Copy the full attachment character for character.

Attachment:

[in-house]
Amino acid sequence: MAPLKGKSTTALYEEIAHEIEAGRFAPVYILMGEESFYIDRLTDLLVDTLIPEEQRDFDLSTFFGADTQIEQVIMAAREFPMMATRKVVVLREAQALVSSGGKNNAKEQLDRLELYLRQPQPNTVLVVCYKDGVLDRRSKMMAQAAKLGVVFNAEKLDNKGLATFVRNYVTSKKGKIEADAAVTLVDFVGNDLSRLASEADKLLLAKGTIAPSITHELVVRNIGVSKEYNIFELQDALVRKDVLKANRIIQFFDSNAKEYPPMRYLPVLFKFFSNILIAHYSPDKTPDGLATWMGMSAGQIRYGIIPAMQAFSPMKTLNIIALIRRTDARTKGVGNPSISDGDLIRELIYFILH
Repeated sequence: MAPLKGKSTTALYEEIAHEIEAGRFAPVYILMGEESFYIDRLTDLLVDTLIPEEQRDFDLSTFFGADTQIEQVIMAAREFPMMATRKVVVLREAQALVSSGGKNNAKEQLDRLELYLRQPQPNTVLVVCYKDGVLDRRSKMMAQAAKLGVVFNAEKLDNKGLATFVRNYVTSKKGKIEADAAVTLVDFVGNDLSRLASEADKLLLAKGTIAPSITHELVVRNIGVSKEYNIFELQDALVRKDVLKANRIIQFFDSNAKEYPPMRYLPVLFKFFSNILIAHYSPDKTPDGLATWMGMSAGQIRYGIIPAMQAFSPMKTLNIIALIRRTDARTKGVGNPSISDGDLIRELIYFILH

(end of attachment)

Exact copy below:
[in-house]
Amino acid sequence: MAPLKGKSTTALYEEIAHEIEAGRFAPVYILMGEESFYIDRLTDLLVDTLIPEEQRDFDLSTFFGADTQIEQVIMAAREFPMMATRKVVVLREAQALVSSGGKNNAKEQLDRLELYLRQPQPNTVLVVCYKDGVLDRRSKMMAQAAKLGVVFNAEKLDNKGLATFVRNYVTSKKGKIEADAAVTLVDFVGNDLSRLASEADKLLLAKGTIAPSITHELVVRNIGVSKEYNIFELQDALVRKDVLKANRIIQFFDSNAKEYPPMRYLPVLFKFFSNILIAHYSPDKTPDGLATWMGMSAGQIRYGIIPAMQAFSPMKTLNIIALIRRTDARTKGVGNPSISDGDLIRELIYFILH
Repeated sequence: MAPLKGKSTTALYEEIAHEIEAGRFAPVYILMGEESFYIDRLTDLLVDTLIPEEQRDFDLSTFFGADTQIEQVIMAAREFPMMATRKVVVLREAQALVSSGGKNNAKEQLDRLELYLRQPQPNTVLVVCYKDGVLDRRSKMMAQAAKLGVVFNAEKLDNKGLATFVRNYVTSKKGKIEADAAVTLVDFVGNDLSRLASEADKLLLAKGTIAPSITHELVVRNIGVSKEYNIFELQDALVRKDVLKANRIIQFFDSNAKEYPPMRYLPVLFKFFSNILIAHYSPDKTPDGLATWMGMSAGQIRYGIIPAMQAFSPMKTLNIIALIRRTDARTKGVGNPSISDGDLIRELIYFILH